How Do Topical Androgen Receptor Inhibitors Work?

Reviewed on 6/8/2021

WHAT ARE TOPICAL ANDROGEN RECEPTOR INHIBITORS AND HOW DO THEY WORK?

Topical androgen receptor inhibitors (also called “antiandrogens”) are medications that block the effects of androgens on the body. Androgens are hormones that contribute to growth and reproduction in both men and women. Androgens are usually thought of as male hormones, but the female body also naturally produces a small amount of androgens.

Topical androgen receptor inhibitors are used to treat skin and hair disorders. They when used by women counteract the effect of male sex hormones (testosterone) on the skin; however, they are not suitable for skin problems in men.       

Topical androgen receptor inhibitors work in the following ways:

  • They bind to androgen receptors with high affinity (strength by which two or more molecules interact or bind) and inhibit their action.
  • Androgen receptors act as signaling cascades that promote acne formation which includes sebaceous gland proliferation, excess sebum production leading to plugging, and comedone formation.
  • Androgen receptor inhibitors also inhibit 5-alpha reductase, an enzyme that acts on the skin to increase dihyroxytestosterone (DHT).
  • DHT and testosterone are the major androgens that interact with the androgen receptors on the skin, with DHT being five to 10 times more potent than testosterone to develop skin disorders.

Follow these instructions for proper use:

  • Clean the affected area with water
  • Apply a thin layer of cream on the skin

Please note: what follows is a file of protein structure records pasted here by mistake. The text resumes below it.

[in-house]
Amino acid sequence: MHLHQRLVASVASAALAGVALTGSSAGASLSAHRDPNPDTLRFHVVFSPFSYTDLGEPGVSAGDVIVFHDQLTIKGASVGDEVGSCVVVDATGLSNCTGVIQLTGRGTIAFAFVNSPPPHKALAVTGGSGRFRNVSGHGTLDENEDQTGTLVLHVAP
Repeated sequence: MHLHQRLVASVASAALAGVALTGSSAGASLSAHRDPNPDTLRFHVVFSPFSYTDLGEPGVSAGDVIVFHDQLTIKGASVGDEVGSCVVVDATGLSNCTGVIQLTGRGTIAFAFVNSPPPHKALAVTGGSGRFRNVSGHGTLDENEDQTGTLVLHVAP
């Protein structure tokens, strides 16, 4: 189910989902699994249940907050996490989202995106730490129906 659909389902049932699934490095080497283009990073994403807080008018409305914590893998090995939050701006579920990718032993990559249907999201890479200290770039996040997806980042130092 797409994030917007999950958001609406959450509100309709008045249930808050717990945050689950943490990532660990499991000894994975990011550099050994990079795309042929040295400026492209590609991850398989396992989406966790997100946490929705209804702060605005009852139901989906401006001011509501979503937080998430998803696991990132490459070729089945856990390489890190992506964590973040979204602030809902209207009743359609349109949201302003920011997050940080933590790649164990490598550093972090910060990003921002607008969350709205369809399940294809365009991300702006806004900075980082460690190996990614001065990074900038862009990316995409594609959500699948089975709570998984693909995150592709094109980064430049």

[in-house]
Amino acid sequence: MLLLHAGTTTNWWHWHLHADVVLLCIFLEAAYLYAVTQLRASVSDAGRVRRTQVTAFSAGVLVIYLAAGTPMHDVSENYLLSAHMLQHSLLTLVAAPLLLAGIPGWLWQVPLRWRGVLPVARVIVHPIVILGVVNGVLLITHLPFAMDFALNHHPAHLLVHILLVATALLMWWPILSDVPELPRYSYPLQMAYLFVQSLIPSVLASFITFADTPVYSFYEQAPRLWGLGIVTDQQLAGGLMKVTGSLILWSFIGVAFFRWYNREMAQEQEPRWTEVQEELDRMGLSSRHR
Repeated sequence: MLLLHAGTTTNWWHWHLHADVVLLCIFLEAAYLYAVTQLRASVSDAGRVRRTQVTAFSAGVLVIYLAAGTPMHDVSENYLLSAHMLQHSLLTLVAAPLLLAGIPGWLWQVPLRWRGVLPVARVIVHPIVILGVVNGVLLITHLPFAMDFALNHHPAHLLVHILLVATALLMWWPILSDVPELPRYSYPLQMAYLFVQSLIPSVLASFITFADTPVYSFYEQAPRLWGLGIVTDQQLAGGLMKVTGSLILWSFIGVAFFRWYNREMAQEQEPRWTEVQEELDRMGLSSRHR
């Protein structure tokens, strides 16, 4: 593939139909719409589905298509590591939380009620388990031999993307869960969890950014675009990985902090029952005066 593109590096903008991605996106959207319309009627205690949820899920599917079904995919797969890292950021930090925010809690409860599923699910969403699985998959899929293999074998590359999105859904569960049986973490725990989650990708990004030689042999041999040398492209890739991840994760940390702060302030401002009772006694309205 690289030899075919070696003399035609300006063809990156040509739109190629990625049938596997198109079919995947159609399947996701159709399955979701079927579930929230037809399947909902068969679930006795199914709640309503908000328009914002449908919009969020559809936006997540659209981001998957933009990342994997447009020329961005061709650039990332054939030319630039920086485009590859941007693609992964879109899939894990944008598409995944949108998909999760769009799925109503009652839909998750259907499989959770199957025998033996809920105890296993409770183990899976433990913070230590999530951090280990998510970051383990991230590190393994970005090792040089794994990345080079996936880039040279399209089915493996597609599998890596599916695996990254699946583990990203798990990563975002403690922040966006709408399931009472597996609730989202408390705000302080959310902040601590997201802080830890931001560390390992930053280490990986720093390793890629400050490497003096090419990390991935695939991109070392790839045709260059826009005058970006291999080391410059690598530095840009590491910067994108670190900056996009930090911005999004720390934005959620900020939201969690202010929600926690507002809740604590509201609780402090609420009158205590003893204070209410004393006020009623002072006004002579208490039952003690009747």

• Usually, one to three times daily or as directed by your doctor
  • Rub it gently on the affected site
  • Wash your hands after use
  • Use the medication regularly, preferably at the same times each day to get the most benefit from it

HOW ARE TOPICAL ANDROGEN RECEPTOR INHIBITORS USED?

Topical androgen receptor inhibitors are used in conditions such as:

QUESTION

Testosterone is a chemical found only in men. See Answer

WHAT ARE SIDE EFFECTS OF TOPICAL ANDROGEN RECEPTOR INHIBITORS?

Avoid applying this product to your eyes or inside the mouth. If this occurs, wipe off the medication and rinse thoroughly with water. 

Common side effects include:

  • Drying/flaking of skin
  • Burning and/or stinging at the application site
  • Erythema (a type of skin rash caused by injured or inflamed blood capillaries)
  • Itching
  • Skin irritation
  • Striae (stretch marks)
  • Edema

Other rare side effects include:

  • Skin atrophy (thinning of the skin)
  • Telangiectasia (a condition in which widened venules [tiny blood vessels] cause thread-like red lines or patterns on the skin)
  • Hyperkalemia (high potassium levels in the blood)
  • Allergic reaction
    • Hives
    • Rash
    • Itching/swelling

Information contained herein is not intended to cover all possible side effects, precautions, warnings, drug interactions, allergic reactions, or adverse effects. Check with your doctor or pharmacist to make sure these drugs do not cause any harm when you take them along with other medicines. Never stop taking your medication and never change your dose or frequency without consulting your doctor.

WHAT ARE DRUG NAMES OF TOPICAL ANDROGEN RECEPTOR INHIBITORS?

Drug names include:                               

References
https://reference.medscape.com/drugs/topical-androgen-receptor-inhibitors

https://dermnetnz.org/topics/anti-androgen-therapy/

https://www.ncbi.nlm.nih.gov/pmc/articles/PMC2923944/#:~:text=The%20anti%2Dandrogenic%20effects%20are,conversion%20of%20androstenedione%20to%20testosterone%3B

https://www.webmd.com/connect-to-care/hair-loss/what-to-know-about-anti-androgens-for-hair-loss

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